Baseball has sabermetrics, a new-age category of stats that can track a player’s ability in everything from range on the field to wins above replacement. Volleyball may not have sabermetrics, but if it did, it would definitely track how effectively a good dig sets up a team’s chances for knocking down a kill.
Volleyball’s connection between offense and defense is far more symbiotic than many sports, as there’s an immediate effect from defense to offense with a dig leading to a set which leads to a hit. Football doesn’t have it, and certainly not baseball.
In the perfect play in volleyball, the libero digs the opposing team’s hit, passing it perfectly in front of the net slightly to the right of the middle of the court. This allows the setter to read all of her hitting options and set the ball to who she feels has the best chance at getting a kill.
If the setter takes that good pass and sets the ball right in a hitter’s sweet spot, then the opposing defense is in trouble.
“It’s a great feeling,” senior libero Chelsea Tupuola said about kills. “If [a pass is] up and I know that [sophomore setter Tiffany Connatser] can get to it, I have no doubt in my mind that our offense is going to put that down.”
“The ball just goes right into the setter’s hand, and you have all three options, and the other team doesn’t know where to go,” junior outside hitter Elyse Burkert said. “It’s great to get that pass.”
The Owls pride themselves on their defense behind the leadership of Tupuola. The squad averages 17.9 digs per set this season and opposing teams average 17.1. In games where the Owls win the dig battle they’re 12-3, and 3-5 when they lose.
“As an offensive player, when you get a ball and you just plant it and the other team digs it and you thought it was a kill…it’s just such a bummer,” Burkert said. “It makes a huge difference.”
Flip the stats to what happens with those digs and there are even more powerful trends. Temple is 12-0 this season when the Owls win the hitting percentage battle and 15-2 when they hit at least .150 in a match. They’re also 11-1 when they record at least 13 kills per set.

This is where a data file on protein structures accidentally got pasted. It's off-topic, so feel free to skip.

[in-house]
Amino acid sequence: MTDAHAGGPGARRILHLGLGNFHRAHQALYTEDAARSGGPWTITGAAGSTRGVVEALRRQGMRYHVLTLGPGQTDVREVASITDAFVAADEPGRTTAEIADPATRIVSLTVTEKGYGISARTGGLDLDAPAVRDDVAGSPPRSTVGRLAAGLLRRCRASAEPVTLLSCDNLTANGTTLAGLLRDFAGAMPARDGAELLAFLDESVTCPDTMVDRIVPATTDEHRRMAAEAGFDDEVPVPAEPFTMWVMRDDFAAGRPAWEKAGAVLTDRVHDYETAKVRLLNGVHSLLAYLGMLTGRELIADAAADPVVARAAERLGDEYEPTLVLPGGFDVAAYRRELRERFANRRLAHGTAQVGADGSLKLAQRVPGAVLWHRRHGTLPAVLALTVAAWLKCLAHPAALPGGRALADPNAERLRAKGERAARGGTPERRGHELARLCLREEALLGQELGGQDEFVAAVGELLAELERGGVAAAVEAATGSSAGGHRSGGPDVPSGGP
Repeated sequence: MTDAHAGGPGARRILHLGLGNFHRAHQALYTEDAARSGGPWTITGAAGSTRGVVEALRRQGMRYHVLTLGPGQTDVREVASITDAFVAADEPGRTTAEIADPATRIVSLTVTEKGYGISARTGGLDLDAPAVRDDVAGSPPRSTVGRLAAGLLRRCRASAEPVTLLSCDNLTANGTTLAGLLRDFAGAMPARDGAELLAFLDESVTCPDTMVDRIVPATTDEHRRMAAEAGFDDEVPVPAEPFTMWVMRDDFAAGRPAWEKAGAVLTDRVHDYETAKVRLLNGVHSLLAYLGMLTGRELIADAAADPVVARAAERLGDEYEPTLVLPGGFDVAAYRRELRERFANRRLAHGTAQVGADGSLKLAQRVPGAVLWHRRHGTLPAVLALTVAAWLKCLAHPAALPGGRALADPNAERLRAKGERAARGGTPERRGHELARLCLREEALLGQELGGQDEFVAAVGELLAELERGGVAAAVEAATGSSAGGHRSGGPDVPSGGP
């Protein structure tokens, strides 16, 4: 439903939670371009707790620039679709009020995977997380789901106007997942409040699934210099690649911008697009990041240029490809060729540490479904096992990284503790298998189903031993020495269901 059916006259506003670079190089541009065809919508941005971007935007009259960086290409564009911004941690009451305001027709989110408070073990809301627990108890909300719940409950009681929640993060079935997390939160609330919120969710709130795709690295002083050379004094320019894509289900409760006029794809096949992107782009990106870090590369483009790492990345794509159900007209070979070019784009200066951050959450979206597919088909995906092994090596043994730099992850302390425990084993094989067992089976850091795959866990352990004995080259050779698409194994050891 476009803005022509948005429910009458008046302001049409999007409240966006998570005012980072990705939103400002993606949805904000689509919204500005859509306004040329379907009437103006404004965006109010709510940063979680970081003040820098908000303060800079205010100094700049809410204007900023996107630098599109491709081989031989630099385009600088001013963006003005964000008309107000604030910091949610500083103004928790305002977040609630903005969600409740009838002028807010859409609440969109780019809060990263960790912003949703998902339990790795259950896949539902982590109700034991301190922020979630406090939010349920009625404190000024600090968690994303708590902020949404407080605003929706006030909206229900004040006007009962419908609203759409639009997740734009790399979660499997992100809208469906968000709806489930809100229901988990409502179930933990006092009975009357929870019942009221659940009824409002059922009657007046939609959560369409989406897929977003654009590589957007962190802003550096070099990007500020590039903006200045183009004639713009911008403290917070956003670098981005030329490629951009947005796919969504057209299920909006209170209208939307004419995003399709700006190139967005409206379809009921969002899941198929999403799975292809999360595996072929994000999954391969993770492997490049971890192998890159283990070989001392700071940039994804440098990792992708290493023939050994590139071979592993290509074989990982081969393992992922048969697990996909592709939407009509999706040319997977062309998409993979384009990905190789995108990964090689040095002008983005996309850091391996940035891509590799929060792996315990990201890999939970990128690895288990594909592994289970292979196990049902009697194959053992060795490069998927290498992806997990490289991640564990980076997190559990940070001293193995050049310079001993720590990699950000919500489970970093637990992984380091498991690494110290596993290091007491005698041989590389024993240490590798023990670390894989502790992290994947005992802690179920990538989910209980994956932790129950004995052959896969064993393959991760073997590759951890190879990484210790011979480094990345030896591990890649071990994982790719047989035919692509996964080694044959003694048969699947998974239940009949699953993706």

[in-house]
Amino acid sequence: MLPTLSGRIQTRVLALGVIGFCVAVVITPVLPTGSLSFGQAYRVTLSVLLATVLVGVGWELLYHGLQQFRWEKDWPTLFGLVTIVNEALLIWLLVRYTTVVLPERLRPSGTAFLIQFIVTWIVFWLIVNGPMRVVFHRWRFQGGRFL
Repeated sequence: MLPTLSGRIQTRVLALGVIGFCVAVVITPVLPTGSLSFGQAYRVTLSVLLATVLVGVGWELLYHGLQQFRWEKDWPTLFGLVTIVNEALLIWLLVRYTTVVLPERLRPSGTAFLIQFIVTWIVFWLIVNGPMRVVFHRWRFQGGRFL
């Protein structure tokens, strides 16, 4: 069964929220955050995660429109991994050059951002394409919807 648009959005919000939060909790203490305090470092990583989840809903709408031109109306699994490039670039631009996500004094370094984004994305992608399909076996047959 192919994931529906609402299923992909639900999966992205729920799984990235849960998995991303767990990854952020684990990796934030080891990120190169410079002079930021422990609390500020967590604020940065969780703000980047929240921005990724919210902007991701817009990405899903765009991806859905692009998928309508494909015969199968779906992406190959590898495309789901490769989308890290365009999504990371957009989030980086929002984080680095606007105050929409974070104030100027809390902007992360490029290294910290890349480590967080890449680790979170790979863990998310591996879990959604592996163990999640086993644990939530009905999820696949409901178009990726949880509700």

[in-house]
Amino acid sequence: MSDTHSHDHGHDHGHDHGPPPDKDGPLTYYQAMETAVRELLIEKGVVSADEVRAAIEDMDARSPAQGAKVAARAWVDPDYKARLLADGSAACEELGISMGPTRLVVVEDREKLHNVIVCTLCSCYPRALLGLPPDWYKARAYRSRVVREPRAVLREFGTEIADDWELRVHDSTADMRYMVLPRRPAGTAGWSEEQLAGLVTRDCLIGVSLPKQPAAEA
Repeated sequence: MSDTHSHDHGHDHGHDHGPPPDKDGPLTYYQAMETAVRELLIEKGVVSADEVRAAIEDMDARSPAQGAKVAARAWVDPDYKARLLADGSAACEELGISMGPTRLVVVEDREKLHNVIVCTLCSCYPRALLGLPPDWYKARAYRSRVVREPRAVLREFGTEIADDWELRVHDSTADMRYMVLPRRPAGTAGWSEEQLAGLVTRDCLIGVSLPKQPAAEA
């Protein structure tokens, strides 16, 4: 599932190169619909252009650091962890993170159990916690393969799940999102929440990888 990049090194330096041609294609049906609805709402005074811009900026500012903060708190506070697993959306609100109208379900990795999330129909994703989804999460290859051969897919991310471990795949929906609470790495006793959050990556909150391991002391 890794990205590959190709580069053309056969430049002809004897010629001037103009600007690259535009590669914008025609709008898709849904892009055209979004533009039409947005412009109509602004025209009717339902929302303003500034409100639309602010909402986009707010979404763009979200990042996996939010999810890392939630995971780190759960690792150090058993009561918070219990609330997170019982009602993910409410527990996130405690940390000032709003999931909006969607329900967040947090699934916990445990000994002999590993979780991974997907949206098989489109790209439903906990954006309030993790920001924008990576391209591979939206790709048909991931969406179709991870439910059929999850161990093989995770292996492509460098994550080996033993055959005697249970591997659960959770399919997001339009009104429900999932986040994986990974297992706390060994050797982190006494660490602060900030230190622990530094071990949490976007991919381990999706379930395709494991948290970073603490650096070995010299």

The records in these categories indicate the team excels at converting a good pass into a good hit. If the passes are bad at a higher rate, the offensive stats, especially hitting percentage, would be drastically different.
“It definitely shows that it’s not just one-sided, definitely both sides,” Tupuola said. “I think it’s a little bit of both, but our offense has improved so much since the beginning of the season. We’ve complemented our offense numerous times.”
Last weekend was a perfect microcosm of the Owls’ season. Temple beat Fordham Friday, Oct. 18, night 3-2 thanks to the Owls’ ability to dig the ball and effective hit off good passes. Sunday, Oct. 20, was the opposite, as the team lost in every major category and fell in five sets to Rhode Island.
One would expect most teams to have a winning record when they win in these categories, but Temple almost always comes out on top, indicating just how important that digging-to-hitting connection is in volleyball.
The intimacy of offense and defense in volleyball isn’t just felt from dig to pass, but in how the two halves communicate. The more a team talks, offense to defense and defense to offense, then success is more easily reached.
“Communication in any sport is ideal, and if you have good communication on the court you’re definitely going to have better flow on the court,” Tupuola said.
Blocking plays a role in that equation, forcing teams to hit to parts of the court where Temple defenders are at, but the undersized Owls average just 1.7 blocks per set. It’s not the deciding factor on this team.
“If you can block a ball better than we have in the past then it really opens up to control the ball much better on defense and it really puts our hitters in one-on-one situations,” coach Bakeer Ganes said after Friday’s win over Fordham. “It kind of goes hand in hand.”
Hand in hand is just how a volleyball offense and defense should work, and that’s when Temple is at its best, working as one unit.
“The good thing is about this group, we know what we need to do in order to be successful and we know how important for us team chemistry is,” Ganes said.
Jake Adams can be reached at firstname.lastname@example.org or on Twitter @jakeadams520.